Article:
Home > Reviews > Germany WWII > Dragon Sd.Kfz.186 JagdTiger Henschel Production Type (6285)


Dragon Sd.Kfz.186 JagdTiger Henschel Production Type (6285)

by Frank De Sisto

1/35-scale injection-molded styrene kit containing 337 plastic parts (including eight clear and some “not for use”), two bags of individual track links, seven turned brass or aluminum parts, one length of wound metal wire, four metal parts, one photo-etched brass fret, six decal/markings options and eight pages of instructions in 21 steps.

DML has released and re-released several variations of their very well-done Jagdtiger kit since its inception well over ten years ago. I have owned the Porche version and one of the Henschel versions; both of which are fine kits. This latest release has taken advantage of DML’s evolving philosophy regarding what should be included inside of the box of a mass-market scale model kit.

So, to start with, they have included a very finely done turned-aluminum 12.8cm PjK 80 L/55 gun tube, which fits the mantle with the proper amount of the tube “sticking out” (the original kits had the gun in recoil, being designed to represent the damaged Aberdeen Jagdtiger which exhibited this feature). All periscopes can now be replaced by newly-provided clear parts. The tow cables are now replaced with wound and pre-weathered brass wire, which attach to cable loops with pre-bored ends, thanks to slide molds. The previously-included styrene “U”-shaped tow shackles have now been supplemented with optional pre-formed metal items that include turned-aluminum mounting pins. The etched brass fret seen on previous iterations of this kit is also included but it does not include tow cable or tool clamp mounts. This is odd since DML not only includes new multi-media tow cables as described above, but they also include the recently introduced tools without clamps (from the Tiger I kits). However, Eduard markets a set of very easy-to-use one-piece tool clamps in its “Zoom” range, for those interested. Another item seen in only some of the previous Jagdtiger kits are the side skirts. They are included here as multi-part assemblies. As a final touch, a single turned-brass two-part 12.8cm round is provided.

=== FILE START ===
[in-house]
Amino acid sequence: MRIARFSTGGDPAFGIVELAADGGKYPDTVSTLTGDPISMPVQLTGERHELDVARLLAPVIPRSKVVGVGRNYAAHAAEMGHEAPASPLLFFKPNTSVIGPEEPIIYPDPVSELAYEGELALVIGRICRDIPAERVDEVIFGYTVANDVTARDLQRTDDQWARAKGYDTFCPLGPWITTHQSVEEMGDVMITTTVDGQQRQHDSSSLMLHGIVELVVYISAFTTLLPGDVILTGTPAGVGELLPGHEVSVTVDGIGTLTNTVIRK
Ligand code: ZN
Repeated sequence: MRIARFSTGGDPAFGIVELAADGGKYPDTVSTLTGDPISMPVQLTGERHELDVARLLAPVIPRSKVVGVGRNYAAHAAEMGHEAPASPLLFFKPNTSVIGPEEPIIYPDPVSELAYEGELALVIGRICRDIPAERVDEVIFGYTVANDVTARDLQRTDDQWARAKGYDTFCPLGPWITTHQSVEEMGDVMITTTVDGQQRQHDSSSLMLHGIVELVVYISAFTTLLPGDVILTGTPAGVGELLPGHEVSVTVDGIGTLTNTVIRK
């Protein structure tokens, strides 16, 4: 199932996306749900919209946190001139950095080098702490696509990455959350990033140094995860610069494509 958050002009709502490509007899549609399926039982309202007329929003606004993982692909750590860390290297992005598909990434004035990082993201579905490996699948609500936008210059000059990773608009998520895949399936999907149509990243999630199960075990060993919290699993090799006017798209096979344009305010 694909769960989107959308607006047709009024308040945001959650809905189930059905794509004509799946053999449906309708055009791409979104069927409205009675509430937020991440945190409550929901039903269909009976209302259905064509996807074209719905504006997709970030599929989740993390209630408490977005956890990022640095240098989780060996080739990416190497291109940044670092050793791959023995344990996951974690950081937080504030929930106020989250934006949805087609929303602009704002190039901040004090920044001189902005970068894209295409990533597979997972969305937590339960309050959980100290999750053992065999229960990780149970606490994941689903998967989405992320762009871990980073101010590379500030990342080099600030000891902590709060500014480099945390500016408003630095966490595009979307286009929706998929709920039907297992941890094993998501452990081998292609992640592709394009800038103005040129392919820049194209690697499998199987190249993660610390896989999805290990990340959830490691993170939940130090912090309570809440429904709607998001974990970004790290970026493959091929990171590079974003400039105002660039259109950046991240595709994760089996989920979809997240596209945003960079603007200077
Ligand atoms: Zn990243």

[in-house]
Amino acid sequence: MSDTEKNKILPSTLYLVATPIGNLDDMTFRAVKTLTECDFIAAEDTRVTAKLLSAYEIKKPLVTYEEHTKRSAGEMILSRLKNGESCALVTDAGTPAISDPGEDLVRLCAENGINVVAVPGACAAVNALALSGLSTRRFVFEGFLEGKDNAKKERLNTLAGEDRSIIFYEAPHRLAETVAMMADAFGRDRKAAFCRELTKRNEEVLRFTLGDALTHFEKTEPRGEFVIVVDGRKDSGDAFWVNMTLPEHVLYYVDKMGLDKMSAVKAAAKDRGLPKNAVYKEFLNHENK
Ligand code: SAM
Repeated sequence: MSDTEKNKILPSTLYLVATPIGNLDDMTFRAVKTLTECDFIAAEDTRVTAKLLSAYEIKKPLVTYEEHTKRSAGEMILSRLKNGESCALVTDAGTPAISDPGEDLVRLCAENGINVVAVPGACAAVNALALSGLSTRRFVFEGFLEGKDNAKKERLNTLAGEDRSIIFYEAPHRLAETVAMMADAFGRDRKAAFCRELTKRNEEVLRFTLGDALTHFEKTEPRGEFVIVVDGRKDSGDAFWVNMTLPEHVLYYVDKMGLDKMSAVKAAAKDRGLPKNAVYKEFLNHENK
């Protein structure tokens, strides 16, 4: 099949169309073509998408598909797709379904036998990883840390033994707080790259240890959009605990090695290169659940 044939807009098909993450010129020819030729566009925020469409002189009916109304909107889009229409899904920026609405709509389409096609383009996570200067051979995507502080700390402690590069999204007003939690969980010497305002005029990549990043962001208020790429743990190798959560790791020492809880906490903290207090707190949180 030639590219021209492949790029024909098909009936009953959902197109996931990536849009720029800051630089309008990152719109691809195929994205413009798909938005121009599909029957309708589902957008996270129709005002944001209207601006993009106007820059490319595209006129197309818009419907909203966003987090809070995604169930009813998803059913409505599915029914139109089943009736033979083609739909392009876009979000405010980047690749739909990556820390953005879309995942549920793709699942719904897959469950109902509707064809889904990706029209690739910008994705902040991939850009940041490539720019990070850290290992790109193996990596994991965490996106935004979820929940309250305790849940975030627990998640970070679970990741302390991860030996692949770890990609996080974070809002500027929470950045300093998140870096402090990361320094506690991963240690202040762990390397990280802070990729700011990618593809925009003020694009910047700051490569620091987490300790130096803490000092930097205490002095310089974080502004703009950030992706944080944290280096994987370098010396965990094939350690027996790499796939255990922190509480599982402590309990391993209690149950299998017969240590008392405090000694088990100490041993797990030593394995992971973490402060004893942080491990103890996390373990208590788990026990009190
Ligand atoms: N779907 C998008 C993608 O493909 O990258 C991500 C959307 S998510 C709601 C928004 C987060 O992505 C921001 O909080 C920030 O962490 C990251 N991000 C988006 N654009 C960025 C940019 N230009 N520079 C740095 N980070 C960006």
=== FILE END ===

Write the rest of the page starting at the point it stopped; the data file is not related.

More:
Of course, the DML hull and superstructure parts were the first to be properly longer than a standard Tiger II. But another rather subtle (but major difference) has also been accurately captured. The line of the engine deck (in profile) is at the normal height for a Tiger II-based vehicle, which DML correctly captures. However, the height of the area forward of the casemate is slightly lower, which DML has also correctly captured. This means that the upper glacis plate is shorter and the MG blister is closer to the top of it, something else which DML (yet again) captured correctly. Well done!

DML has also included the re-tooled set of road wheels from their recent Tiger II kits. These are complimented by a new set of dual-link “Magic Tracks” depicting the Gg 26/800/300 cross-country or “battle” tracks. They all have small ejector pin marks which will require labor intensive clean-up. There are also options within the kit. For instance, the parts for the command version are provided as are extra track hangers for the final production version. In fact, if building a replica of the final version, for which the “X7” markings are provided, the modeler should delete the vehicle jack (fill in the mount slots) and its associated block, as was done on the prototype. So, although not marketed as such, this offering could certainly qualify as a “3-in-1” kit.